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Signs of Hope in Fight Against Child Marriage

Fifth US State Ends Marriage Under 18; UK Pledges to do the Same

A demonstrator wearing a bridal gown takes part in a protest urging legislators to end Massachusetts child marriage at the Massachusetts State House in Boston on March 27, 2019.  © 2019 David L. Ryan/The Boston Globe via Getty Images

Last week, a breakthrough in the global fight to end child marriage came when the United Kingdom government pledged to raise the minimum age of marriage in England and Wales to 18, without exception. Just days before, Rhode Island became the fifth US state to ban child marriage. These are important steps, but more work lies ahead.

The UK has put itself forward as a leader on ending child marriage, hosting the 2014 “Girl Summit” on this topic. But in countries with high rates of child marriage, such as Bangladesh and Nepal, UK aid officials and diplomats quietly confessed that they are unable to push effectively for reform due to perceived hypocrisy, as child marriage is still legal in the UK. The government’s pledge to ban child marriage in England and Wales is encouraging. Authorities in Northern Ireland and Scotland should follow suit.

Child marriage is also still legal in the United States. With Rhode Island’s decision last week, 45 states still allow children under 18 to marry. That sounds daunting, but in 2018 child marriage was legal in every state; laws to end child marriage have been introduced in a growing list of states, including New York.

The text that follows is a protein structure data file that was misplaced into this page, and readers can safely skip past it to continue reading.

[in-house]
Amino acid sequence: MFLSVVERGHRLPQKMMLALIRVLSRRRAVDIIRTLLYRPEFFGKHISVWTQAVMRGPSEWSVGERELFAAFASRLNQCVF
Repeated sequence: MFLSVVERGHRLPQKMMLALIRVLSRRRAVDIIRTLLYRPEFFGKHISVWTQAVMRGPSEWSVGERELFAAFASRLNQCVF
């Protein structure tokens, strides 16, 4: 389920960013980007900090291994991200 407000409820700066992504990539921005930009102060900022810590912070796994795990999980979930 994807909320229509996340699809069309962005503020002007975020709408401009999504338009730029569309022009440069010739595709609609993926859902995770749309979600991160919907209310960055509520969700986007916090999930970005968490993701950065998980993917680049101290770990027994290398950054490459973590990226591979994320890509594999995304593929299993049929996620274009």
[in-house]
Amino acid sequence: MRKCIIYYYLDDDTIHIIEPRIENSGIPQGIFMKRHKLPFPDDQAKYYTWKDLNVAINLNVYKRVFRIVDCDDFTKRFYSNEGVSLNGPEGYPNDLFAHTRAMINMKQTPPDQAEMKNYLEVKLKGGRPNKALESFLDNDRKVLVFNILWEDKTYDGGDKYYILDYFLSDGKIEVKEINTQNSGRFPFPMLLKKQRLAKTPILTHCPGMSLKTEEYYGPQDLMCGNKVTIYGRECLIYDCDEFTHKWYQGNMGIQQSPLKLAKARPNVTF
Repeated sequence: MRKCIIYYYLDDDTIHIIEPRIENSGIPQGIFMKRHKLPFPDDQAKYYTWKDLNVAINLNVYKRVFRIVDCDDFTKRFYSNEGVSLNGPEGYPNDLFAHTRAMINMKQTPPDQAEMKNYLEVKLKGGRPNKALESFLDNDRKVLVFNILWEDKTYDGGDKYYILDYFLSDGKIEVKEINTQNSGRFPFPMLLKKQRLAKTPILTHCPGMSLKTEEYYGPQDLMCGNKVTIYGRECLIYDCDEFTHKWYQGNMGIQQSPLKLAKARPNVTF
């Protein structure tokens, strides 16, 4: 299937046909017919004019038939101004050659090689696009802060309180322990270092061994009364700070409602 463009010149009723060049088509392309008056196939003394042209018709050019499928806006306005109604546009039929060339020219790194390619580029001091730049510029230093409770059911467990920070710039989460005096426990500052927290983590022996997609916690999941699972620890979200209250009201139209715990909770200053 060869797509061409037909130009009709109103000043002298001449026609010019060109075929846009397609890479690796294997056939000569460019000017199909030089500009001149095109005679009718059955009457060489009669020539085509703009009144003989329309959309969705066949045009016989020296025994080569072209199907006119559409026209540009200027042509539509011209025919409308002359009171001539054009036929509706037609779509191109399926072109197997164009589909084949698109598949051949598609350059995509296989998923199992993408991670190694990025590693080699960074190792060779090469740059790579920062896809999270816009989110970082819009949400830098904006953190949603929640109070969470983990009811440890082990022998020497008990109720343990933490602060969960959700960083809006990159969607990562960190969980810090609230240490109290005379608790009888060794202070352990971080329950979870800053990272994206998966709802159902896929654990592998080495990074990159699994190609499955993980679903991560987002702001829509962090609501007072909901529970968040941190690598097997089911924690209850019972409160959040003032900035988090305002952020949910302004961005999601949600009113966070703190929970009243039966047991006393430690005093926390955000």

Around the world, 12 million girls under age 18 marry every year. Human Rights Watch opposes all marriage of children under the age of 18, without exception, because of the devastating consequences for children who marry, the vast majority of whom are girls. Married children usually leave school and are more likely to live in poverty. Married girls are more likely to experience domestic violence than women who marry as adults and face serious health risks, including death, due to early and closely spaced pregnancies.

The Covid-19 pandemic has pushed more girls out of school and plunged millions of families into poverty, two of the main risk factors for child marriage. The United Nations estimated in 2020 that an additional 13 million child marriages would take place over the next ten years due to the pandemic.

The UN’s Sustainable Development Goals in 2015 set a target of ending marriage before the age of 18, globally, by 2030. The pandemic has put millions of more girls at risk and made this target more important than ever. Governments in the UK, US, and everywhere else should act to end child marriage now.

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